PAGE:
Lucio Fulci’s Audio Tapes is an interesting collection of audio highlights from conversations between Fulci and Michele Romagnoli that were conducted for the writing of Fulci’s memoir. There are twenty-three-minutes of audio here, the quality is a bit rough but the subtitles make it easy to follow. They talk about making Cat In The Brain, his legacy as a corner stone of Italian cinema, his work on musical comedies and other non-horror pictures, how he enjoyed working with worms and other amusing bits of trivia from the man’s career discussed.

    The Eye Of The Witness sees biographer Michele Romagnoli discussing his own personal relationship with the Fulci. Here he spends twenty-three-minutes discussing his background and then detailing how he got to know Lucio Fulci’s work and then the man himself. After that he talks about getting to know him and then writing L'occhio del testimone: Il cinema di Lucio Fulci, his biography of the director as well as his thoughts on the director’s enduring legacy and popularity.

    The Zombie Parade at the Venice Film Festival segment is a quick ninety-second bit where, at the film festival, a bunch of people in zombie makeup show up at a screening of the film. Demonia Backstage is a collection of ten-minutes’ worth of VHS tape-sourced footage of the director on the set of Demonia, showing off some of the locations used in the film as well as the cast and crew hard at work.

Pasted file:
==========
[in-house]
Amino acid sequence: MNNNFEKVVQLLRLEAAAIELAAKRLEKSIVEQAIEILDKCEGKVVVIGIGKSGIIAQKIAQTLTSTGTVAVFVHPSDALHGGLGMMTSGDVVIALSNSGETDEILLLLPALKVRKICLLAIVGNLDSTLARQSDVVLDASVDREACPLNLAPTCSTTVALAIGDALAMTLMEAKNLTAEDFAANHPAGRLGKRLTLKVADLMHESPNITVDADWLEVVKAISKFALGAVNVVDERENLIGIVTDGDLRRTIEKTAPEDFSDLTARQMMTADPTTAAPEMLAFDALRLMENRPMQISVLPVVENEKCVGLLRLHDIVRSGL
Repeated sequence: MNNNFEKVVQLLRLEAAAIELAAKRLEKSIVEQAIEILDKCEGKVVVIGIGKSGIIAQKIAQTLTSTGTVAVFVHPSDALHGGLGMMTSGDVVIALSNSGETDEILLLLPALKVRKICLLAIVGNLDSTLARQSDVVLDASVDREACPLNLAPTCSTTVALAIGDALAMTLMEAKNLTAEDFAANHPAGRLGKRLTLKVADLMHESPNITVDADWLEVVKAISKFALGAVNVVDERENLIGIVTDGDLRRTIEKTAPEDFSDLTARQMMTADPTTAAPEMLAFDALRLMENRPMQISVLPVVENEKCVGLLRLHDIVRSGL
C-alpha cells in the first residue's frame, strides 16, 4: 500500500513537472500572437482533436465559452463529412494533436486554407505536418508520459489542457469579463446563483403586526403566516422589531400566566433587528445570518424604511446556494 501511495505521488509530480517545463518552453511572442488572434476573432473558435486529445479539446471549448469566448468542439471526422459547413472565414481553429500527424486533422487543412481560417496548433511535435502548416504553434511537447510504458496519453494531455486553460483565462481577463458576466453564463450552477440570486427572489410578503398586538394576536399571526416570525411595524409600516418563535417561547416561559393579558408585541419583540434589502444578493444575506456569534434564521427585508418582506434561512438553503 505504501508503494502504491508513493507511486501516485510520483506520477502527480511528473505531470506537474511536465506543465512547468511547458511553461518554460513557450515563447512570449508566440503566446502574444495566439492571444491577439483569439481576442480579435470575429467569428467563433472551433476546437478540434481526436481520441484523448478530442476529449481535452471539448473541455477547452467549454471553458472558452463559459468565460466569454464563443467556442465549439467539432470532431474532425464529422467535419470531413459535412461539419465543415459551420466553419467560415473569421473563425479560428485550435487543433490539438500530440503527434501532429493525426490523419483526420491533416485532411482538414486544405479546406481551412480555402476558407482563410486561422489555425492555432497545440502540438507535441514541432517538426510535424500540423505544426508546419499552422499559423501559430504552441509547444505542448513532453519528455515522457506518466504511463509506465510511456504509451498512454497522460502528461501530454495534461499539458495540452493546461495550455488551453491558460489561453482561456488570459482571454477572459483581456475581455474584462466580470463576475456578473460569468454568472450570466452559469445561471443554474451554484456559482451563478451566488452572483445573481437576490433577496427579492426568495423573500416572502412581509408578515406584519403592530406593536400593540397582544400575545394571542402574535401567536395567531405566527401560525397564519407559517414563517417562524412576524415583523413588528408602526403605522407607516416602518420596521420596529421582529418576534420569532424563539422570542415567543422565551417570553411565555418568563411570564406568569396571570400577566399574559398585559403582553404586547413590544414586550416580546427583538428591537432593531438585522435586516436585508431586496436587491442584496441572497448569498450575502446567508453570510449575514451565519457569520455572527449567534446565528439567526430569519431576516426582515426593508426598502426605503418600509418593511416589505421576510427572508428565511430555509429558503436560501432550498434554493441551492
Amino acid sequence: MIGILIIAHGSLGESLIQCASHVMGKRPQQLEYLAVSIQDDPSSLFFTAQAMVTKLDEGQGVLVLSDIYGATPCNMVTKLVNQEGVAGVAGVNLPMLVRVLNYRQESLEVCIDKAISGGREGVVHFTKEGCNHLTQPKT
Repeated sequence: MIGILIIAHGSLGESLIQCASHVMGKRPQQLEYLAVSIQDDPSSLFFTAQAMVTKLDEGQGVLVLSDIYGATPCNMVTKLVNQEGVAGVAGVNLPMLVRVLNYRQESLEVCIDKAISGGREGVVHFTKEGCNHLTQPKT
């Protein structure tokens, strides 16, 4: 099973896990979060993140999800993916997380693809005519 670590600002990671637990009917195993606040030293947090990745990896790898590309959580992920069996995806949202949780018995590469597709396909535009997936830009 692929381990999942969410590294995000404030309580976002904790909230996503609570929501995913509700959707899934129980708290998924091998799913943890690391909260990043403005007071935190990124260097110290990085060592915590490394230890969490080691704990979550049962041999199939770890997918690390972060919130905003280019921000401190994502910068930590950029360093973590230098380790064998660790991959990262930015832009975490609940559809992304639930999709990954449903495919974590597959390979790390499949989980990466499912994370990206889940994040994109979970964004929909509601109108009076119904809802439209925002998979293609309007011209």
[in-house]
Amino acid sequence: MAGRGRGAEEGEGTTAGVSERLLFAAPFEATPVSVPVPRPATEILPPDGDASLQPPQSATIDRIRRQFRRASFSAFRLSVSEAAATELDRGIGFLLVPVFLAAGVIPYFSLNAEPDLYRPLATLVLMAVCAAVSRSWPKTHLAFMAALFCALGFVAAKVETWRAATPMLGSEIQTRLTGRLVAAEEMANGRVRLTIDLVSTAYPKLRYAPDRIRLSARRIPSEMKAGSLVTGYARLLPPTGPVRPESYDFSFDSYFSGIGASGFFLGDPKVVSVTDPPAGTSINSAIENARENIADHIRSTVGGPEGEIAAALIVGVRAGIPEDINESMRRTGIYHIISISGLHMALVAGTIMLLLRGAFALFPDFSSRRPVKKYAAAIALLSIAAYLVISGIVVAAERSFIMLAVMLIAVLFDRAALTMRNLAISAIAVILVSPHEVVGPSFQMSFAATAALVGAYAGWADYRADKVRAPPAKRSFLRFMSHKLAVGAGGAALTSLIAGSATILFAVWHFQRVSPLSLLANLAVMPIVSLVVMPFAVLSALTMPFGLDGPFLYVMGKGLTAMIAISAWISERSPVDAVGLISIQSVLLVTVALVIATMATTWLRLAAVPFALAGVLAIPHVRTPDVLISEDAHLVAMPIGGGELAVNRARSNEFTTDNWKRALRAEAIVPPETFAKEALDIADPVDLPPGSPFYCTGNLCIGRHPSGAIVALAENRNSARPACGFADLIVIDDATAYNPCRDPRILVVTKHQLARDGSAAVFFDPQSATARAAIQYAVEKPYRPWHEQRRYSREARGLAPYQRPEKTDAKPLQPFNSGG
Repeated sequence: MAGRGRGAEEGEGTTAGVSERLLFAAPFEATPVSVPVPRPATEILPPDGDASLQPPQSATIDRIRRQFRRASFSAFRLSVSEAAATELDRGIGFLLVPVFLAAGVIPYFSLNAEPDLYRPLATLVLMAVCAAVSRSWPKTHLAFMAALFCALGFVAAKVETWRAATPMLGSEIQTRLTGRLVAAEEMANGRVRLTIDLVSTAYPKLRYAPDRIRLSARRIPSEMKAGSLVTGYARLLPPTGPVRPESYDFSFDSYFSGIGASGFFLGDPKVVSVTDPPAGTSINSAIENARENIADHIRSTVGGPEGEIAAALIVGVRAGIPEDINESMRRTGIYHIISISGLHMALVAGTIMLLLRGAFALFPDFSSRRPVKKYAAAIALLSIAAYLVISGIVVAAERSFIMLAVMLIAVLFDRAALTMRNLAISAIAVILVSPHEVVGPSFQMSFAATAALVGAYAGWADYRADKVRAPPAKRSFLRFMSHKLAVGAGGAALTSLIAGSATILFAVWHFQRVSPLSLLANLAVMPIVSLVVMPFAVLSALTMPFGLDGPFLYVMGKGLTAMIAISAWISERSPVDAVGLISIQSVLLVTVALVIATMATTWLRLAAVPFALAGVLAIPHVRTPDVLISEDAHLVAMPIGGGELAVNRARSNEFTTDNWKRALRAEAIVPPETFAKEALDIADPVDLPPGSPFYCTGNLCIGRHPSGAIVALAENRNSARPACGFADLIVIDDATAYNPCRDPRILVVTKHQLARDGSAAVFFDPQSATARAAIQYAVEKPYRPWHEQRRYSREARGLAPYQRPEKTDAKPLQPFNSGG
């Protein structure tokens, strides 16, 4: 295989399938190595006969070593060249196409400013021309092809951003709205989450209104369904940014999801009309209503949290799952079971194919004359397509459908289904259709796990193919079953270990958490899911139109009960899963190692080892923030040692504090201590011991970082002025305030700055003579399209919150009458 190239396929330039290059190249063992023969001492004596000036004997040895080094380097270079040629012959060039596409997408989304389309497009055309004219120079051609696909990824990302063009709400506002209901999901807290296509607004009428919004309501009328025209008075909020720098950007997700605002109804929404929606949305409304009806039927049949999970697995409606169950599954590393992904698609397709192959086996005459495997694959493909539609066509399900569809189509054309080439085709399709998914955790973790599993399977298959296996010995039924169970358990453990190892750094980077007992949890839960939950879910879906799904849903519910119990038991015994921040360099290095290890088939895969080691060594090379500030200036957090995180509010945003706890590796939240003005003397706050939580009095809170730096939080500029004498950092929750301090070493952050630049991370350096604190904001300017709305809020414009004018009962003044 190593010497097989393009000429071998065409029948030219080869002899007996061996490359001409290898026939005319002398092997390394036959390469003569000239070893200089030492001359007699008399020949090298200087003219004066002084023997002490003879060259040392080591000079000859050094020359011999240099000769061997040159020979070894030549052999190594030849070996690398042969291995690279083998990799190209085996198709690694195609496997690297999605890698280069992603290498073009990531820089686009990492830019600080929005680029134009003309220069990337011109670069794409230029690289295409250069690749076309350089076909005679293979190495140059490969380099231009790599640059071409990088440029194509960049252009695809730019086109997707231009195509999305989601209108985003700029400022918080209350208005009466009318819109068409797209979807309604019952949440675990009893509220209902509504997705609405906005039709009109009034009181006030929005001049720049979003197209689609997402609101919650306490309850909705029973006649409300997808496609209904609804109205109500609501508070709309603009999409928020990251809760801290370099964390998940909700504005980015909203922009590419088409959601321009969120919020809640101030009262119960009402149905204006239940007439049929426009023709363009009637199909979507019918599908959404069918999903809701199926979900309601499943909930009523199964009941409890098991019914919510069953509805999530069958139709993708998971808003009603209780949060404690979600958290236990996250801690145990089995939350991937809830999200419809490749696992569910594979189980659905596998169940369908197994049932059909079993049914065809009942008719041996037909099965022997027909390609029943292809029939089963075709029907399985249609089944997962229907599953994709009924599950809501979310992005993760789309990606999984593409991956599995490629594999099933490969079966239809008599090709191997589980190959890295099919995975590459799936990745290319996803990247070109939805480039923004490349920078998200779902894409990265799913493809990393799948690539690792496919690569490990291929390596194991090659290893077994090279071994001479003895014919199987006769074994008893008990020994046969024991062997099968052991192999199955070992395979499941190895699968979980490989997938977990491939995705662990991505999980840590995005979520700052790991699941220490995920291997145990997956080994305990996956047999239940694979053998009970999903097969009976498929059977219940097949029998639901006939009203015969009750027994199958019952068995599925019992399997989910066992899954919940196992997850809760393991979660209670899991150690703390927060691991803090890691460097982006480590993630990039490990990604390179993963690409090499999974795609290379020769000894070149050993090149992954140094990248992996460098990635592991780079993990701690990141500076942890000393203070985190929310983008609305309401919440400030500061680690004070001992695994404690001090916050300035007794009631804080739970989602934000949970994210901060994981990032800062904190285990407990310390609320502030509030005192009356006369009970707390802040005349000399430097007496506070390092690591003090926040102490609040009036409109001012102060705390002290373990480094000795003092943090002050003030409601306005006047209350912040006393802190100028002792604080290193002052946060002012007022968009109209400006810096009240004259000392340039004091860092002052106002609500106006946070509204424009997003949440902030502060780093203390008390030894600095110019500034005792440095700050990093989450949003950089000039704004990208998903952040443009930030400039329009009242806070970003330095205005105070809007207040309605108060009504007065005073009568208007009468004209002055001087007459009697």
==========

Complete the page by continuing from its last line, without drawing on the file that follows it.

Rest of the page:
In the Crew Interviews section we get eighteen-minutes of interviews with producer Giada Mazzoleni of Paguro Films, co-producer Claudio Rossoni and sound designer Dino Gervasoni who each give fairly detailed explanations of what their work on the film entailed and their thoughts on the finished product.

    Rounding out the extras is a trailer for the feature, menus and chapter selection. A Severin Films catalogue is also included inside the black Blu-ray case.

    Fulci For Fake – The Final Word:

    Fulci For Fake is an interesting and, at times, extremely personal look at the life and legacy of a titan of both Italian cinema and horror cinema in general. The framing of the picture is a bit odd, but the content is quite strong and Severin has done a great job bringing it to Blu-ray with a selection of extra features that prove as interesting, if not more interesting, than the feature itself.

    Click on the images below for full sized Fulci For Fake Blu-ray screen caps!